I often write in this blog about the importance, the motivation behind, and the reasons for humor in the workplace. But how — specifically — can you do it? How do you start?

Here’s a cool idea from a fun blog I think you’ll like.

My plan was to anonymously send a $40 floral arrangement to two unsuspecting employees every Monday morning… Attached to the flowers would be a note: “Don’t ever think your good efforts go unnoticed.” Signed: “From someone who cares.”Then do the same: Send someone in your organization an anonymous present. Flowers, candy, balloons, a cool gadget. Something fun, happy, cheap and positive.

Great idea. It could be something as simple as this. Or as affordable as just a hand-written note along the same path. Besides… it’s fun and funny.
Work CAN be fun… but only if you take responsibility for making it so yourself.

Brad Montgomery
Motivational Keynote Speaker, Humor at Work Consultant, Seminar Leader

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My grandmother, 97 year old Clarice Montgomery, is a sometimes
grumpy, sometimes childish, sometimes
mean but always lovable woman who is also
ALWAYS thrilled when I visit her in her nursing home.

When I get there for my irregular visits, she says without fail, “Oh
Brad! I was hoping you would come today.” And happily, she is
always willing to laugh at my jokes. (Well… nearly always.)

During my most recent visit I realized how smart she can be. Who
needs TUESDAYS WITH MORRIE? I’ve got Thursdays
with Granny. On this last visit it was a dreary,
yucky, clowdy wet day in my home town of Denver. It was one
of those depressing days that makes you want to stay home in
bed with a good novel. Ok, I’ll say it; the day sucked.

She and one of her aides told me about how earlier that day
they got their coats on, and went for a “roll” (Granny’s in a
wheel chair) outside in the weather. Yup, you heard that
right. My 97 year old matriarch went out to play in the rain.

I tried a joke. “Did you jump in the puddles?”

“Yes.” But it was clear that this wasn’t what she wanted to
tell me and that my humor was just in the way. She told me
about the smells, the sounds and the feeling of the air. “It
was wonderful, Brad. Just wonderful.” And by the dreamy
look in her eyes — something I’m NOT used to seeing from
this no-nonsense woman — it was clear that it WAS wonderful.

I felt like an idiot. I was rushing round doing errands, one of
which was visiting my granny. She was just another thing to
“check off” my list. I was having trouble enjoying the day; I was
having trouble being in the moment. And granny was waxing
poetic on a short trip into inclement weather.

Yup, Granny is pretty smart. But on that day she was brilliant.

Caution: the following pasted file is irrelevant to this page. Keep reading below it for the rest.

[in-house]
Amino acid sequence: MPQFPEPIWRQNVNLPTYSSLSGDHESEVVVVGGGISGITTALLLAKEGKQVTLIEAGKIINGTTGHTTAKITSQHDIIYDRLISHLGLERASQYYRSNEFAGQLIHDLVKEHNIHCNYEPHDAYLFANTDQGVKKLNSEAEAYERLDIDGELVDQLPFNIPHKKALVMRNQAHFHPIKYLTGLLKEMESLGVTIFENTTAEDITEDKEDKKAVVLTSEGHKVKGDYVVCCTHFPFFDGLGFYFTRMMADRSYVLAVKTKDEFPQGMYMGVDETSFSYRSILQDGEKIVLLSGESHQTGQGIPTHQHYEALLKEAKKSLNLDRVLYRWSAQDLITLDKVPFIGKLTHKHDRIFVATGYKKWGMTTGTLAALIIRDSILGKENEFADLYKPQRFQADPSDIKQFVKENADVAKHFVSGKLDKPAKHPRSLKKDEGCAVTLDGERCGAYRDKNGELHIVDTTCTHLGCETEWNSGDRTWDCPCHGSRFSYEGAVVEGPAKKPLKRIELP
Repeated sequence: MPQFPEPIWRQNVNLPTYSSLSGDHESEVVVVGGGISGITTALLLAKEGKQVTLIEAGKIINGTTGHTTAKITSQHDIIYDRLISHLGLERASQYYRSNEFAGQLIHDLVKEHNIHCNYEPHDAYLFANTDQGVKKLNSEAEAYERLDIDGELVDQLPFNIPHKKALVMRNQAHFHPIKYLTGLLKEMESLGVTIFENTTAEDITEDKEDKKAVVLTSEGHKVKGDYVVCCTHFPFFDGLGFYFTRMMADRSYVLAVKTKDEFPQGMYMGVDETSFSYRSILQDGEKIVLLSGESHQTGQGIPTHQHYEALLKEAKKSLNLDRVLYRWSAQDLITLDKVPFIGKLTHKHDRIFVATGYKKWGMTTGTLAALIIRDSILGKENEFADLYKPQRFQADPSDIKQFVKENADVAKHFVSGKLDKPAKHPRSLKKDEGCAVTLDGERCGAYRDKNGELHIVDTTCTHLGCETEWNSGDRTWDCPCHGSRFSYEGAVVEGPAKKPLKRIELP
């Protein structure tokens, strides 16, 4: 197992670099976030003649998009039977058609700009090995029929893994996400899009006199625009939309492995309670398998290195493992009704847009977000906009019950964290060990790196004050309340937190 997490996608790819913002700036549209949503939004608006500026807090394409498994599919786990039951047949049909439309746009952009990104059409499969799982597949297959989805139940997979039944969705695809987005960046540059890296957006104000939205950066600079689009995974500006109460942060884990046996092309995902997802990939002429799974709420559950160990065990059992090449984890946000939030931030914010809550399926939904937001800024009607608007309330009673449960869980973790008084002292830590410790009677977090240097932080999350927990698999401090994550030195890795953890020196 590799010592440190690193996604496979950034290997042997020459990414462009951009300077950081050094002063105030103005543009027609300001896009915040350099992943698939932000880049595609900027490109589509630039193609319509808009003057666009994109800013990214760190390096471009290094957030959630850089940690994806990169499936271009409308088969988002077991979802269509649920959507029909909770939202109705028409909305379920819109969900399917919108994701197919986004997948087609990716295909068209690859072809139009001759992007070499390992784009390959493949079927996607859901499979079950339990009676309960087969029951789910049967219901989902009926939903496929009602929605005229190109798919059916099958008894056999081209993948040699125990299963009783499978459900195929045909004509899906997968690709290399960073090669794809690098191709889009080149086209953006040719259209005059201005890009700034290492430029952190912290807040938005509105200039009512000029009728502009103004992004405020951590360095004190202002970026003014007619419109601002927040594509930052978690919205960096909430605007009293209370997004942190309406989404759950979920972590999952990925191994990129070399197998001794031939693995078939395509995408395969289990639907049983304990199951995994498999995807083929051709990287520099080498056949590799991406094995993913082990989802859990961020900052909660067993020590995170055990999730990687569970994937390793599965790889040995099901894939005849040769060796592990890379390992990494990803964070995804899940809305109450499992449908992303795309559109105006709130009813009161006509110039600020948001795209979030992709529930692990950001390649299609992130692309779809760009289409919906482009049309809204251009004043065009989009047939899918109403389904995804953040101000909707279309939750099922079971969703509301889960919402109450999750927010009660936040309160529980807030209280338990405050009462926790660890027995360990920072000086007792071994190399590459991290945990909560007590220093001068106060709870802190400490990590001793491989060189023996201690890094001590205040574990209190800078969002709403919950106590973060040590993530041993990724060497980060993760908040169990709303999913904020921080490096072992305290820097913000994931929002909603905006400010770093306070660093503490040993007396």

Thanks Grandmother! Love you!

(Now I gotta go put on my galoshes.)
Brad Montgomery
Youngest Grandson of Clarice Montgomery

Or: Something Smells Fishy Around Here.

Ok, admit it. This would make your office workplace just a teensy bit more fun.

Can you imagine the buzz around the water cooler at work when this thing finds it’s way into the washroom down the hall? :)

Home renovators looking to bring life to the smallest room in their home now have the chance — with a toilet that doubles as an aquarium. The Fish ‘n Flush is a clear two-piece toilet tank that replaces a standard toilet tank, with a see-through aquarium wrapping itself around a conventional toilet tank.

Looking for some way to pick up your morale at work and add some humor to YOUR workplace, but don’t want to spring for the fishy-toilet? Check out my funny motivational speeches.


Brad Montgomery
Motivational Keynotes and Seminars, Humor in the Workplace Consulting, Fish Fan

There is an interesting article today in Colorado’s daily paper about humor for presidential candidates. It stresses the importance of humor, as well as the danger of humor. Humor has both won and lost elections for folks.

“Humor is vital. It shows likability and deflects criticism and makes people feel comfortable,” said Liz Carpenter, former speechwriter for Lyndon John son while he was vice president and author of the book “Presidential Humor.”

But, as this article says, humor-gone-wrong had created some real problems for candidates. The good news is that there is a solid piece of advice that will keep you out of trouble AND keep the smiles on your audiences’ faces:

The Denver Post – Politicians work to win with laughs
That’s why when it comes to a politician trying to be funny, Katz – who worked as a humor writer for President Clinton – has three rules:

Be self-deprecating.

Repeat as necessary.

Be self-deprecating on behalf of others.

This is a good advice for presentations from speakers, executives, etc. If you stay away from the zingers — even the ones meant to be funny — the chances of being misunderstood are nearly eliminated.

Check out that article….It’s good.

Brad Montgomery
Humorist, Humor Coach, Teacher of Humor Skills
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Doug Stevenson is a very funny fellow, another Colorado speaker and keynoter, as well as a kick butt coach and teacher-of-speakers.